|In this issue:
Fishing Videos on Tape! We are working on a new
fishing video site. If you have any videos you would like to submit
to our site email me!
Sonny-Bob Lodge - Sonny-Bob Lodge
is located 210 miles North of Sault Ste. Marie on the eastern
shore of remote Oba Lake and is accessible by the famous Algoma
Central Railway or float plane. Oba Lake has always been known
as one of the finest remote walleye lakes; also offering
numerous large northern pike, as well as whitefish and jumbo
Happy Landing Lodge
The unspoiled beauty of French River
Country. One of the finest outdoor vacation areas in Canada.
Only 3.5 hours drive from Toronto, we offer you a memorable
connection to the magnificent Nature of Near North. French
River, as well as Trout Lake have well deserved reputations for
great fishing You can go after: Walleye, Musky, Lake Trout,
Northern Pike, Large and Small Mouth Bass as well as a variety
of pan fish: Perch, Sunfish and Rock Bass
Red Pine Wilderness
Lodge - Our 8 guest cottages set
amidst towering, red
pine trees on a 7 acre
island is the place for your special remote fishing trip or
wilderness family holiday. We are the Gateway to two huge parks:
The Obabika Waterway Park and The Lady Evelyn/Smoothwater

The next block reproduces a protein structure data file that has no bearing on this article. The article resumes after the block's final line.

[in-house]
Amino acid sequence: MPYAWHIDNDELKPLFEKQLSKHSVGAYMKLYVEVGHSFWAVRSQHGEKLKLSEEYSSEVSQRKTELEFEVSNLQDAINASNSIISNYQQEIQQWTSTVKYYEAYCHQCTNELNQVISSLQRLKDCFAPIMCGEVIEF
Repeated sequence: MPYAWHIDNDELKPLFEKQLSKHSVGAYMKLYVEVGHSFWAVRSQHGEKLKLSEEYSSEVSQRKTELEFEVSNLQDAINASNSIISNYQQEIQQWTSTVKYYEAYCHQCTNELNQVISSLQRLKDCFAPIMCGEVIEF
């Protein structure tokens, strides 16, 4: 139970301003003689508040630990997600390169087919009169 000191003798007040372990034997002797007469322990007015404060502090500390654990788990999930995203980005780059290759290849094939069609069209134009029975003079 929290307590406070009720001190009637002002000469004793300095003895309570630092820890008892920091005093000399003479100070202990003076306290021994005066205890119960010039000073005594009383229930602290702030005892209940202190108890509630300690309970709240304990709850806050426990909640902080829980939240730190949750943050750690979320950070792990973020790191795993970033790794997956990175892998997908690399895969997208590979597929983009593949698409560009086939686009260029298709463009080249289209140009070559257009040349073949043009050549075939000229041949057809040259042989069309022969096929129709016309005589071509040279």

Wilderness Park. We offer the serious angler Northeastern
Ontario's finest Walleye (Pickerel), Great Northern Pike,
Smallmouth Bass, Whitefish and Perch fishing. Don't forget about
the 3 species of Trout that also call this area "home".
Auld Reekie Lodge
- Whether you pamper yourself with our
full meal plan and the ultimate in comfort in one of our 6
luxury suites, or stay in a fully equipped 4 star cottage where
you can cook your own meals, at Auld
Reekie Lodge we feel
we've got everything you're looking for and more. Auld
Reekie Lodge, as
featured on the Canadian Sportsfishing Show, is a true escape in
the beauty of Northern Ontario's wilderness.
Lake Herridge Lodge
- A mere
54 miles north of North Bay is
Lodge, a family oriented fishing and hunting camp set in the
scenic tranquillity of the Temagami Wilderness Forest. The
Temagami area has long been known for it's bountiful crystal
clear waters. Combine this with comfort of our well maintained
cottages, the attention to detail and the option of American
Plan dining and you have to look no further than
Herridge Lodge for the
"Spring Cleaning Your Fishing
By Justin Hoffman
As we bid farewell to winter and look to beckon in
spring, anglers everywhere begin to ready their equipment for the
upcoming season. When it comes to importance, the tools you use to
catch fish can make or break your day when out on the water. With
this thought in mind, I've devised this simple checklist for getting
your gear ready and in top condition for the most optimum